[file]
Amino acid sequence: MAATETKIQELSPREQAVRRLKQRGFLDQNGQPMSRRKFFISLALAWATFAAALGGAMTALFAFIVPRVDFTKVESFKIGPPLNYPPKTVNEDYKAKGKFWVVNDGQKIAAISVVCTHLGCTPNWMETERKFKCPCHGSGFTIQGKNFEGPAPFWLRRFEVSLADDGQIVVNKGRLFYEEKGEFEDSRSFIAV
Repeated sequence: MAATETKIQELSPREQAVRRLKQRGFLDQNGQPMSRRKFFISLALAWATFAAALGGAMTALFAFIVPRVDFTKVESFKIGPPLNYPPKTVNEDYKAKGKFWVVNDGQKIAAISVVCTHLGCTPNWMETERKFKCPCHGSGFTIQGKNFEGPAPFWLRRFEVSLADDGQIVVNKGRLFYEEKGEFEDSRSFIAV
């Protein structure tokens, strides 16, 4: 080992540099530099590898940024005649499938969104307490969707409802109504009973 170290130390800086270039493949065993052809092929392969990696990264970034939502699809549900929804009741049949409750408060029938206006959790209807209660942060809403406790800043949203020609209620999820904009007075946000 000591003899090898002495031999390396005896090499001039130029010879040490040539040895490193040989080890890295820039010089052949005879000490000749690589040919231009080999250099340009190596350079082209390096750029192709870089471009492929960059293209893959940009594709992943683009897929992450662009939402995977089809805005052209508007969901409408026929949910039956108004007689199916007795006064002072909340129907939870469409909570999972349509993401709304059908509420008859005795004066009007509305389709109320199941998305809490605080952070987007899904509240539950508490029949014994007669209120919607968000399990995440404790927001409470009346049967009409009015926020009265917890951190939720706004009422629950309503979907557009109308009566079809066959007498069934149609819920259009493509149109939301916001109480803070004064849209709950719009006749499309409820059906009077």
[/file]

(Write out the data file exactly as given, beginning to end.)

Amino acid sequence: MAATETKIQELSPREQAVRRLKQRGFLDQNGQPMSRRKFFISLALAWATFAAALGGAMTALFAFIVPRVDFTKVESFKIGPPLNYPPKTVNEDYKAKGKFWVVNDGQKIAAISVVCTHLGCTPNWMETERKFKCPCHGSGFTIQGKNFEGPAPFWLRRFEVSLADDGQIVVNKGRLFYEEKGEFEDSRSFIAV
Repeated sequence: MAATETKIQELSPREQAVRRLKQRGFLDQNGQPMSRRKFFISLALAWATFAAALGGAMTALFAFIVPRVDFTKVESFKIGPPLNYPPKTVNEDYKAKGKFWVVNDGQKIAAISVVCTHLGCTPNWMETERKFKCPCHGSGFTIQGKNFEGPAPFWLRRFEVSLADDGQIVVNKGRLFYEEKGEFEDSRSFIAV
């Protein structure tokens, strides 16, 4: 080992540099530099590898940024005649499938969104307490969707409802109504009973 170290130390800086270039493949065993052809092929392969990696990264970034939502699809549900929804009741049949409750408060029938206006959790209807209660942060809403406790800043949203020609209620999820904009007075946000 000591003899090898002495031999390396005896090499001039130029010879040490040539040895490193040989080890890295820039010089052949005879000490000749690589040919231009080999250099340009190596350079082209390096750029192709870089471009492929960059293209893959940009594709992943683009897929992450662009939402995977089809805005052209508007969901409408026929949910039956108004007689199916007795006064002072909340129907939870469409909570999972349509993401709304059908509420008859005795004066009007509305389709109320199941998305809490605080952070987007899904509240539950508490029949014994007669209120919607968000399990995440404790927001409470009346049967009409009015926020009265917890951190939720706004009422629950309503979907557009109308009566079809066959007498069934149609819920259009493509149109939301916001109480803070004064849209709950719009006749499309409820059906009077």